The speed of the decision to close Ryton was like a bolt from the blue, writes Prof Peter Cooke.
The West Midlands response should be just as quick. Peugeot and its predecessors have built cars at Ryton since 1945 but, alas, that will stop in 2007 with the loss, directly of 2,300 jobs.
While many had expected the plant to be at risk from 2010, closure has come like a thunderbolt from the blue.
The speed of the decision is indicative of the competitiveness of the global automotive industry.
This newest closure will take the loss of jobs in vehicle manufacture to nearly ten thousand - Jaguar, MG Rover, Massey Ferguson - have all cut back or closed.
The Peugeot plant is highly productive.
It has good labour relations, but each vehicle built there is reckoned to cost 415 euros more than at the company's European manufacturing facilities.
Material prices have risen sharply over the last year or two, and are expected to rise further.
Peugeot is reckoned to import 75 per cent of components used at Ryton - that's not good economics.
Peugeot is expanding its production in the Czech Republic and in Slovakia.
These central European countries are the beneficiaries of globalisation; the new EU members have a young and skilled workforce, lower wage levels.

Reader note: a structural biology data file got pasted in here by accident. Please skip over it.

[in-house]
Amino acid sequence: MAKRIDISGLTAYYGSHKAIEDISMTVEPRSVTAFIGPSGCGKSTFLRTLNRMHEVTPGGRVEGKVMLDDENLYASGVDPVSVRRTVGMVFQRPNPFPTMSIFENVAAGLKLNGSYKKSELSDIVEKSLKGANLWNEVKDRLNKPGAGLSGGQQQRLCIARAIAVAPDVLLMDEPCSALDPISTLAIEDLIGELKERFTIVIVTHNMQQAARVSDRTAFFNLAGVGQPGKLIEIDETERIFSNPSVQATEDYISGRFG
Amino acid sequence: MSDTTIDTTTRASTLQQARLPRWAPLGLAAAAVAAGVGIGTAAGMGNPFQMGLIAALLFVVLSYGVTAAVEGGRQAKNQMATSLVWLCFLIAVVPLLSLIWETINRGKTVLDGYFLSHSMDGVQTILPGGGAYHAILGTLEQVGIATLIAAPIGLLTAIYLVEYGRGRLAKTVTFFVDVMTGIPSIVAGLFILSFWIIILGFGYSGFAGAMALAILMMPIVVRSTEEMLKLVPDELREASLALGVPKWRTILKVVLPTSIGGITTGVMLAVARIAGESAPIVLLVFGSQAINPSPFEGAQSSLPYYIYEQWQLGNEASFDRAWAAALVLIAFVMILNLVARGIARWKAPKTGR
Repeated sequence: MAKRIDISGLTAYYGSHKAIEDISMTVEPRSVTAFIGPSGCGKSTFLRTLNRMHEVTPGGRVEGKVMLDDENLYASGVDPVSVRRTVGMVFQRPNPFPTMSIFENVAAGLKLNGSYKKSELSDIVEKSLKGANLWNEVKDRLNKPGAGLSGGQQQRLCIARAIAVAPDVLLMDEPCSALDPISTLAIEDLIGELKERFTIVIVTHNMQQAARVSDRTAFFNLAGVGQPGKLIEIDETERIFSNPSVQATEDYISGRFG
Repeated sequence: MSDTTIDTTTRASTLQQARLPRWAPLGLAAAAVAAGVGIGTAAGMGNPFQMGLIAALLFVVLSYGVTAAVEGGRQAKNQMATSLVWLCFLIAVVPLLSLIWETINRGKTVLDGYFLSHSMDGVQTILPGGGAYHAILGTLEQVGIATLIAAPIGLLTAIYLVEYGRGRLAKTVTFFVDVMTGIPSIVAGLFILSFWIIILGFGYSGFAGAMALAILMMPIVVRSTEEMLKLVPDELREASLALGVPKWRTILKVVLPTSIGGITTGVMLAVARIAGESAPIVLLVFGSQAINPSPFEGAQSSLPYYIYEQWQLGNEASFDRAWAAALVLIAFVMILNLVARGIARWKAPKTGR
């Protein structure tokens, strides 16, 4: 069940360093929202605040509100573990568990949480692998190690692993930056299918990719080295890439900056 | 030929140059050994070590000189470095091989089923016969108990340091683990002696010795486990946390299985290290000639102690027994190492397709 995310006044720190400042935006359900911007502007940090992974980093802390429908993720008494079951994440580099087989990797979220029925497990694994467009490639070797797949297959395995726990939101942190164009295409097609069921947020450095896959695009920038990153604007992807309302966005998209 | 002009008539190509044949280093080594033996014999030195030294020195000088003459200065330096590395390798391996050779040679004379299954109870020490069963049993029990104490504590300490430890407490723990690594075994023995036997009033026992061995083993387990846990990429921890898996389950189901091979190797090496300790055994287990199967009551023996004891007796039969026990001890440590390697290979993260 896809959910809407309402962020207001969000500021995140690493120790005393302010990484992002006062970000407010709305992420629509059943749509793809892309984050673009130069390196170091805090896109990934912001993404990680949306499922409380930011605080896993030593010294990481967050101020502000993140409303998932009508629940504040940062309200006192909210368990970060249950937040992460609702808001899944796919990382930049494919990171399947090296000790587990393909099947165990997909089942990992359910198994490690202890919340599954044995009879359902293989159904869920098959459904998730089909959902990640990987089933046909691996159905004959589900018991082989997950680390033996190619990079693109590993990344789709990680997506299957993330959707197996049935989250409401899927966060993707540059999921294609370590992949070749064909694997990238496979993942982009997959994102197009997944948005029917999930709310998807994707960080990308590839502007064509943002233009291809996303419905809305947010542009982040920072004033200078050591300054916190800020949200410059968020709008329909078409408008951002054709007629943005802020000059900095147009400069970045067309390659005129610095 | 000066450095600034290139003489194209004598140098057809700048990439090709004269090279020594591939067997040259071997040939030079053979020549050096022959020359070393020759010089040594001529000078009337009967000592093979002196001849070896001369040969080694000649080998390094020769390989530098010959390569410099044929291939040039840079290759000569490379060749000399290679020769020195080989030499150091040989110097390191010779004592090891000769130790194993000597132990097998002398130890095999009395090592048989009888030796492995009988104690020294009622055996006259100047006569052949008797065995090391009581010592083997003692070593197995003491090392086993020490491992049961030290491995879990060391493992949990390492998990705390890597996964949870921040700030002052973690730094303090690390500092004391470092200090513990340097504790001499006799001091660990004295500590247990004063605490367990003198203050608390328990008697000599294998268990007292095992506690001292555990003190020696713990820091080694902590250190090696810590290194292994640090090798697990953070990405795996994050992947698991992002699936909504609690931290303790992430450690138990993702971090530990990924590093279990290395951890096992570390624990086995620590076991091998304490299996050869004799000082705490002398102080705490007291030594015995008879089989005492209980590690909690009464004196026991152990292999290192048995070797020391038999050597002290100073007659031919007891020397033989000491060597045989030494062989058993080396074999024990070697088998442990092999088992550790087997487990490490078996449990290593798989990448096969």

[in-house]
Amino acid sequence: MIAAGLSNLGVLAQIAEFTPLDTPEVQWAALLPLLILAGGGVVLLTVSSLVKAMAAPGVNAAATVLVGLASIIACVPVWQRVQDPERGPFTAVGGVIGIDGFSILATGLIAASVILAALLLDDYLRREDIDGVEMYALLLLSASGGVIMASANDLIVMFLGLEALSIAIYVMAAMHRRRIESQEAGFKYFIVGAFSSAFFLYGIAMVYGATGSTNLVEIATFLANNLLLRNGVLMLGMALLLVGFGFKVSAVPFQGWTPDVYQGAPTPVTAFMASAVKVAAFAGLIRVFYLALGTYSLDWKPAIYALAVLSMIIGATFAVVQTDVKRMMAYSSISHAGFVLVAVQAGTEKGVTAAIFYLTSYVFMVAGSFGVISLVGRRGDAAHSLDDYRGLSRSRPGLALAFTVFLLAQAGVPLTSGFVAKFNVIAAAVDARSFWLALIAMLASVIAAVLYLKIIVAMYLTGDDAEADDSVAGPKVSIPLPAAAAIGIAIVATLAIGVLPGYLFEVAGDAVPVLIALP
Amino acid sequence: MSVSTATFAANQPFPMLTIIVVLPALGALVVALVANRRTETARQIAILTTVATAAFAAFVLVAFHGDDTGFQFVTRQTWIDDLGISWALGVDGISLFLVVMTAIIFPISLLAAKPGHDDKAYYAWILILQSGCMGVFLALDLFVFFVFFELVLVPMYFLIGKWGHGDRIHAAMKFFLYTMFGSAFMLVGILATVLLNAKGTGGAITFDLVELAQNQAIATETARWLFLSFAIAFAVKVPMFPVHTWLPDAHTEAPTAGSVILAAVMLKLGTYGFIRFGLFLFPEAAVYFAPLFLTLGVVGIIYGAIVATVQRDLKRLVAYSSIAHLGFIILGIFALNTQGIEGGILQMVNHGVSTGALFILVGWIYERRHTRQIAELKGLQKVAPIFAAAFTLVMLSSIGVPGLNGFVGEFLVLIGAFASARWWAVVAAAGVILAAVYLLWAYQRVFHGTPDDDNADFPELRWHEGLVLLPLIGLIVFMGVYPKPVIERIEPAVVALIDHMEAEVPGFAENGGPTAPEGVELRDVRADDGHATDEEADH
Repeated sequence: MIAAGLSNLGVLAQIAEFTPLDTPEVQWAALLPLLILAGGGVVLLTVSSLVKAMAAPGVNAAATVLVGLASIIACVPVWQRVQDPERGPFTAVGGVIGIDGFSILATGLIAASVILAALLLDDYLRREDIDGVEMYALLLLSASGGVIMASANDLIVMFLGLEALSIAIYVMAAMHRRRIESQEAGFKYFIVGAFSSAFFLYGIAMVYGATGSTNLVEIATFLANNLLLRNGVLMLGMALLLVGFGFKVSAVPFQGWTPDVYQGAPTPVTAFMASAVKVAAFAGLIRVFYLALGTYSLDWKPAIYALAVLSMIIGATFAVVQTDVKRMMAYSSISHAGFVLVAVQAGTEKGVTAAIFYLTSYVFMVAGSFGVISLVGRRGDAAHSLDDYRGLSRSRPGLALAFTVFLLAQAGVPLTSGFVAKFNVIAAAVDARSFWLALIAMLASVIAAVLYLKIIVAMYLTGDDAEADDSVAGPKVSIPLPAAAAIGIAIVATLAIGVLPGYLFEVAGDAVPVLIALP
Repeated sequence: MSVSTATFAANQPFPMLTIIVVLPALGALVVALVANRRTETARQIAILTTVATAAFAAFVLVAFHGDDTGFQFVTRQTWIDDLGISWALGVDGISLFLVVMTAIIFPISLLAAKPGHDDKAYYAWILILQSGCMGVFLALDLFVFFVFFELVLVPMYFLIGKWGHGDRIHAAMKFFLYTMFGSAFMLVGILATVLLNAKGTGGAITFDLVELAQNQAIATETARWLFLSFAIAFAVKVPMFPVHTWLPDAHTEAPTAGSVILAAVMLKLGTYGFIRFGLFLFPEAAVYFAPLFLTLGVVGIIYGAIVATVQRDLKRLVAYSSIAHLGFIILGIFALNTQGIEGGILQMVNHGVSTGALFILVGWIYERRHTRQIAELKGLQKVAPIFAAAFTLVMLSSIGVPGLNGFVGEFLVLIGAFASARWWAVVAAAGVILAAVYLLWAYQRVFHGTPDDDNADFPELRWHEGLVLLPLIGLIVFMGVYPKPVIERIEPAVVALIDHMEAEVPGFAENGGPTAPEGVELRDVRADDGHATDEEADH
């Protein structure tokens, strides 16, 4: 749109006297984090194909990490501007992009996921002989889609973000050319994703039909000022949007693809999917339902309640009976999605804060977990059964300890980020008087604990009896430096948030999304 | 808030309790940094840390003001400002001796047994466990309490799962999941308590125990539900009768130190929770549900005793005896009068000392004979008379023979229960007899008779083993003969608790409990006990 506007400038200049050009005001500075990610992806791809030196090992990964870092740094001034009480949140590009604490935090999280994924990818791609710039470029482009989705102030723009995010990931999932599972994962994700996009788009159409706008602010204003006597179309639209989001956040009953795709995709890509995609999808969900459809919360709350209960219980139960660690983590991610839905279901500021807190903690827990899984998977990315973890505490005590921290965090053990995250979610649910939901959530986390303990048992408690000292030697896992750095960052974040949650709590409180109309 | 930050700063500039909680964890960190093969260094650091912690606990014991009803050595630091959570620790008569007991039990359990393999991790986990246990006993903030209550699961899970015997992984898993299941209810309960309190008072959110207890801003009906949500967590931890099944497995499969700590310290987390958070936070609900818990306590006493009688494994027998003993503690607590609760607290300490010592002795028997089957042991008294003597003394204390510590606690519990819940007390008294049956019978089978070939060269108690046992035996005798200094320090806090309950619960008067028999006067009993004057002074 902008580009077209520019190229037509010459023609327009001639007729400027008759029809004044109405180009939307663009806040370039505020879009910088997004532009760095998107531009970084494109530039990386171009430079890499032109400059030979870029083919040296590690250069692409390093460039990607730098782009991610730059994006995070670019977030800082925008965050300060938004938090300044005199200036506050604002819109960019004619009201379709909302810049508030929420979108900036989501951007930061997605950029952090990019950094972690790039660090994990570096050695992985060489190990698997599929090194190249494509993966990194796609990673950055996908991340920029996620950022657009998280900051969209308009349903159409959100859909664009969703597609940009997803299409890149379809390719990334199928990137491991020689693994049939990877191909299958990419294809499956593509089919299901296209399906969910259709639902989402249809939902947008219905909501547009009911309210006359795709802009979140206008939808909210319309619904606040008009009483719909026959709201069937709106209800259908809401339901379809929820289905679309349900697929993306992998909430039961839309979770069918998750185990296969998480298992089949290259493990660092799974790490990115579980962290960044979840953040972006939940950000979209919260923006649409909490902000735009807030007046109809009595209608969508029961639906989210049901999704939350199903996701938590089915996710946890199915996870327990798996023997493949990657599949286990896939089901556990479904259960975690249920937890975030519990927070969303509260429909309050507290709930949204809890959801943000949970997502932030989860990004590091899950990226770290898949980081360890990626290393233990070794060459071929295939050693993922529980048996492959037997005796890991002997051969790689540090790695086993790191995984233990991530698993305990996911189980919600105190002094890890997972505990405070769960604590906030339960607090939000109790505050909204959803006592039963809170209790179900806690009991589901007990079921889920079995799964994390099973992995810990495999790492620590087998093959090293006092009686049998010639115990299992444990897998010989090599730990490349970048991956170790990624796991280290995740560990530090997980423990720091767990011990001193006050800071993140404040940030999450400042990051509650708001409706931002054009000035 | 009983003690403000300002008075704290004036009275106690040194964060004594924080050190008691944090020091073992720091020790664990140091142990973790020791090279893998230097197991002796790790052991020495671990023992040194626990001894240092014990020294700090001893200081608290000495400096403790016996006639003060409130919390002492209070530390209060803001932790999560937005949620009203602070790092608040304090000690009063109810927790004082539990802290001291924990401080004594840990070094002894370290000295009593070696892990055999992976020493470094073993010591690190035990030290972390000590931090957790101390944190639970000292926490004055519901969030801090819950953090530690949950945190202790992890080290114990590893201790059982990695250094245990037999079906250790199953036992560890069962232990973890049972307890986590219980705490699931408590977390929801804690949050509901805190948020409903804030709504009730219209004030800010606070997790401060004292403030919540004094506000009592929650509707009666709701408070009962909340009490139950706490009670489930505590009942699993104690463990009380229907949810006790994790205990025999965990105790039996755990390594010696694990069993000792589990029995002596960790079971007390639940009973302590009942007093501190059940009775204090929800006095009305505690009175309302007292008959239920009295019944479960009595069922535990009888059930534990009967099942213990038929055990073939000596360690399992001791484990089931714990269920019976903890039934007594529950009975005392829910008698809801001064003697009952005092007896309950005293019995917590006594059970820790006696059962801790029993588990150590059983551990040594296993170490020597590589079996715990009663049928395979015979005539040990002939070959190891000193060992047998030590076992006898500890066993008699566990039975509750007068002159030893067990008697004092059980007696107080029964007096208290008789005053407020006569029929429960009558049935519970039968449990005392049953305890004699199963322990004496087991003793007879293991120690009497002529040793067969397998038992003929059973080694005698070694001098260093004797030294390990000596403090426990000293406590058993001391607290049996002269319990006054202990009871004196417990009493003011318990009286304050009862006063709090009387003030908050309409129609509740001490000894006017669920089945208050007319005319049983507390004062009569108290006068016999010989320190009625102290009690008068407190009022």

There is a strong and growing local components industry.
Within a couple of years Slovakia will have the world's highest per capita car production, yet both the Slovaks and Czechs are slightly uneasy as to how long they will be able to retain those jobs such is the competitiveness of global manufacturing.
Certainly, it is claimed, it is easier to close a plant in the UK than in France and Peugeot is a French company. However, the company is moving production to Eastern Europe, not France.
It is easy for me to claim Peugeot Ryton is the 'victim of globalisation' but market forces respect nobody.
Why is milk bought in UK supermarkets cheaper than bottled water?
We all want to buy goods and services at the lowest possible price and, as a result, have to accept that suppliers must be allowed to manufacturer in the lowest cost location.
One must assume there will be no reprieve for Ryton. It is most unlikely a new car manufacturer can be brought into Coventry.
Now is the time for unions, Advantage West Midlands, Government and its agencies to work together to attract new jobs for a highly skilled and disciplined workforce.
It will take time but the faster the exercise starts, t he quicker can new opportunities be created.
The West Midlands is used to job losses in the automotive industries but when its skilled and flexib le workforce pulls together, it has shown itself capable of recovery.
* Peter Cooke is professor of automotive industries management at Nottingham Business School